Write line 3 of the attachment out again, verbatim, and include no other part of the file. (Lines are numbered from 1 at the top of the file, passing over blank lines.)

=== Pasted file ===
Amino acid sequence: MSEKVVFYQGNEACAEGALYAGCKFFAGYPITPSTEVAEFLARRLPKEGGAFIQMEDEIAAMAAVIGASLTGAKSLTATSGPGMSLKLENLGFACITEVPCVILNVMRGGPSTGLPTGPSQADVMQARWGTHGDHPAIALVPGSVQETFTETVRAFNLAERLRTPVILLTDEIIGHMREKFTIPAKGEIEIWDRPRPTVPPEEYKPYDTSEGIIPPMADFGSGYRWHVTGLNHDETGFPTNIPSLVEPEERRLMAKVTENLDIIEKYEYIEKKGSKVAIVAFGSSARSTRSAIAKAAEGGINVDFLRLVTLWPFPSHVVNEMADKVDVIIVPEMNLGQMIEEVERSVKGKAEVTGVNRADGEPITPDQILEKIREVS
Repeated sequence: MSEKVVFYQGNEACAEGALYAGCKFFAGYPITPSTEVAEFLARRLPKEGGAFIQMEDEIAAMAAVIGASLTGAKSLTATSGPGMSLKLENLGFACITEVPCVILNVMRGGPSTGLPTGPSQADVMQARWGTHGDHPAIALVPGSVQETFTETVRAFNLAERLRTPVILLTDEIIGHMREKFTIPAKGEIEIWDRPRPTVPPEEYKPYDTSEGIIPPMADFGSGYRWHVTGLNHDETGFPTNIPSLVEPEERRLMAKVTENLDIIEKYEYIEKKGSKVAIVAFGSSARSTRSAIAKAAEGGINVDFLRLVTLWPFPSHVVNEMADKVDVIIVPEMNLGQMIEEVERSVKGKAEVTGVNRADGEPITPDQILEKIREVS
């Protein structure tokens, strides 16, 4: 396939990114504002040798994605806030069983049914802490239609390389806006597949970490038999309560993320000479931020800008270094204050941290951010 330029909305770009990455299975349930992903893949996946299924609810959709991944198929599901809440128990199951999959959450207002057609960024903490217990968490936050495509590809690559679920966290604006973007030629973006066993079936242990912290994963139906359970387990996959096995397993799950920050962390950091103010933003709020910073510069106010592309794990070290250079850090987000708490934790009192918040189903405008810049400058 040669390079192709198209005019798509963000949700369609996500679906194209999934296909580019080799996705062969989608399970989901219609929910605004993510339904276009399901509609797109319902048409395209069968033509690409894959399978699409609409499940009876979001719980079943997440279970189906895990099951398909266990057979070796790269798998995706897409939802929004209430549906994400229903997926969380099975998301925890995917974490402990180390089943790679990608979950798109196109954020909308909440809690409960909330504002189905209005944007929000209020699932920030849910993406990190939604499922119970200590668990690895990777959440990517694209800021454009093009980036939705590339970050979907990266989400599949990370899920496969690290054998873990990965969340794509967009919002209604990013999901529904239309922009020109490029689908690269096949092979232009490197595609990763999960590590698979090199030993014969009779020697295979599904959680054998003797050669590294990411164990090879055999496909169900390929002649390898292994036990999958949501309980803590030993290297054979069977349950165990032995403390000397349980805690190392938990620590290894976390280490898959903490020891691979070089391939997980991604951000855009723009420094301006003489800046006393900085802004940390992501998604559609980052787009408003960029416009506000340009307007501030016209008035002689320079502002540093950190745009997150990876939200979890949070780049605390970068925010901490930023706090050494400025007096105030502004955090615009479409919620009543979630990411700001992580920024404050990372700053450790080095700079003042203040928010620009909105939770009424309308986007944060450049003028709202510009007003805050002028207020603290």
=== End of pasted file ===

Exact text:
């Protein structure tokens, strides 16, 4: 396939990114504002040798994605806030069983049914802490239609390389806006597949970490038999309560993320000479931020800008270094204050941290951010 330029909305770009990455299975349930992903893949996946299924609810959709991944198929599901809440128990199951999959959450207002057609960024903490217990968490936050495509590809690559679920966290604006973007030629973006066993079936242990912290994963139906359970387990996959096995397993799950920050962390950091103010933003709020910073510069106010592309794990070290250079850090987000708490934790009192918040189903405008810049400058 040669390079192709198209005019798509963000949700369609996500679906194209999934296909580019080799996705062969989608399970989901219609929910605004993510339904276009399901509609797109319902048409395209069968033509690409894959399978699409609409499940009876979001719980079943997440279970189906895990099951398909266990057979070796790269798998995706897409939802929004209430549906994400229903997926969380099975998301925890995917974490402990180390089943790679990608979950798109196109954020909308909440809690409960909330504002189905209005944007929000209020699932920030849910993406990190939604499922119970200590668990690895990777959440990517694209800021454009093009980036939705590339970050979907990266989400599949990370899920496969690290054998873990990965969340794509967009919002209604990013999901529904239309922009020109490029689908690269096949092979232009490197595609990763999960590590698979090199030993014969009779020697295979599904959680054998003797050669590294990411164990090879055999496909169900390929002649390898292994036990999958949501309980803590030993290297054979069977349950165990032995403390000397349980805690190392938990620590290894976390280490898959903490020891691979070089391939997980991604951000855009723009420094301006003489800046006393900085802004940390992501998604559609980052787009408003960029416009506000340009307007501030016209008035002689320079502002540093950190745009997150990876939200979890949070780049605390970068925010901490930023706090050494400025007096105030502004955090615009479409919620009543979630990411700001992580920024404050990372700053450790080095700079003042203040928010620009909105939770009424309308986007944060450049003028709202510009007003805050002028207020603290």